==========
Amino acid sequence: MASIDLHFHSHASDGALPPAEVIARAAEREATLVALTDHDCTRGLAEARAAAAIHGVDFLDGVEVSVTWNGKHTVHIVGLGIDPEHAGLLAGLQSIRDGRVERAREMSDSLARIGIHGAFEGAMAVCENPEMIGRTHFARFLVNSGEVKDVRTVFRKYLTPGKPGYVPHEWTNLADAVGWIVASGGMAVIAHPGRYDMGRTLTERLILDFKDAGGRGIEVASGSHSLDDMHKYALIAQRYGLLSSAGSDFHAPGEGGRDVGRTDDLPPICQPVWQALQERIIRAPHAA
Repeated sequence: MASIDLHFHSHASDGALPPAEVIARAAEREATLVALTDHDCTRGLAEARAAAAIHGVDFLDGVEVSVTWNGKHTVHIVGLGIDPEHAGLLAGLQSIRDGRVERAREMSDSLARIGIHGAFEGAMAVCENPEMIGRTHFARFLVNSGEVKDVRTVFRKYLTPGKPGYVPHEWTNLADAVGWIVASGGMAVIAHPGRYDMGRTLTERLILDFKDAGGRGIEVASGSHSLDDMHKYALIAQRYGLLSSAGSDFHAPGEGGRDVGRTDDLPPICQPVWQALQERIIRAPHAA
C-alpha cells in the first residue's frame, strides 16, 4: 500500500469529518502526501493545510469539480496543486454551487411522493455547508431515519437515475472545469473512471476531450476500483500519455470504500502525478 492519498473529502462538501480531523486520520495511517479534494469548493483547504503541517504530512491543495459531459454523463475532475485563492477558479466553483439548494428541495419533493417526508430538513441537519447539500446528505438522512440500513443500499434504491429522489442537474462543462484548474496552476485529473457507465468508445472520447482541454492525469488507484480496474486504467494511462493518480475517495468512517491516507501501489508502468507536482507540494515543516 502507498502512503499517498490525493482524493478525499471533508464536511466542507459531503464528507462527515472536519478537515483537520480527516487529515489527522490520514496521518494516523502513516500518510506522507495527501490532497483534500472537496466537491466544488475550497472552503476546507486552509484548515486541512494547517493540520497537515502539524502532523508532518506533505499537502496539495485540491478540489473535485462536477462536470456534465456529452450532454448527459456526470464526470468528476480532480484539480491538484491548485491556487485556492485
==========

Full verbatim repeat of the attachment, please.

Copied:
Amino acid sequence: MASIDLHFHSHASDGALPPAEVIARAAEREATLVALTDHDCTRGLAEARAAAAIHGVDFLDGVEVSVTWNGKHTVHIVGLGIDPEHAGLLAGLQSIRDGRVERAREMSDSLARIGIHGAFEGAMAVCENPEMIGRTHFARFLVNSGEVKDVRTVFRKYLTPGKPGYVPHEWTNLADAVGWIVASGGMAVIAHPGRYDMGRTLTERLILDFKDAGGRGIEVASGSHSLDDMHKYALIAQRYGLLSSAGSDFHAPGEGGRDVGRTDDLPPICQPVWQALQERIIRAPHAA
Repeated sequence: MASIDLHFHSHASDGALPPAEVIARAAEREATLVALTDHDCTRGLAEARAAAAIHGVDFLDGVEVSVTWNGKHTVHIVGLGIDPEHAGLLAGLQSIRDGRVERAREMSDSLARIGIHGAFEGAMAVCENPEMIGRTHFARFLVNSGEVKDVRTVFRKYLTPGKPGYVPHEWTNLADAVGWIVASGGMAVIAHPGRYDMGRTLTERLILDFKDAGGRGIEVASGSHSLDDMHKYALIAQRYGLLSSAGSDFHAPGEGGRDVGRTDDLPPICQPVWQALQERIIRAPHAA
C-alpha cells in the first residue's frame, strides 16, 4: 500500500469529518502526501493545510469539480496543486454551487411522493455547508431515519437515475472545469473512471476531450476500483500519455470504500502525478 492519498473529502462538501480531523486520520495511517479534494469548493483547504503541517504530512491543495459531459454523463475532475485563492477558479466553483439548494428541495419533493417526508430538513441537519447539500446528505438522512440500513443500499434504491429522489442537474462543462484548474496552476485529473457507465468508445472520447482541454492525469488507484480496474486504467494511462493518480475517495468512517491516507501501489508502468507536482507540494515543516 502507498502512503499517498490525493482524493478525499471533508464536511466542507459531503464528507462527515472536519478537515483537520480527516487529515489527522490520514496521518494516523502513516500518510506522507495527501490532497483534500472537496466537491466544488475550497472552503476546507486552509484548515486541512494547517493540520497537515502539524502532523508532518506533505499537502496539495485540491478540489473535485462536477462536470456534465456529452450532454448527459456526470464526470468528476480532480484539480491538484491548485491556487485556492485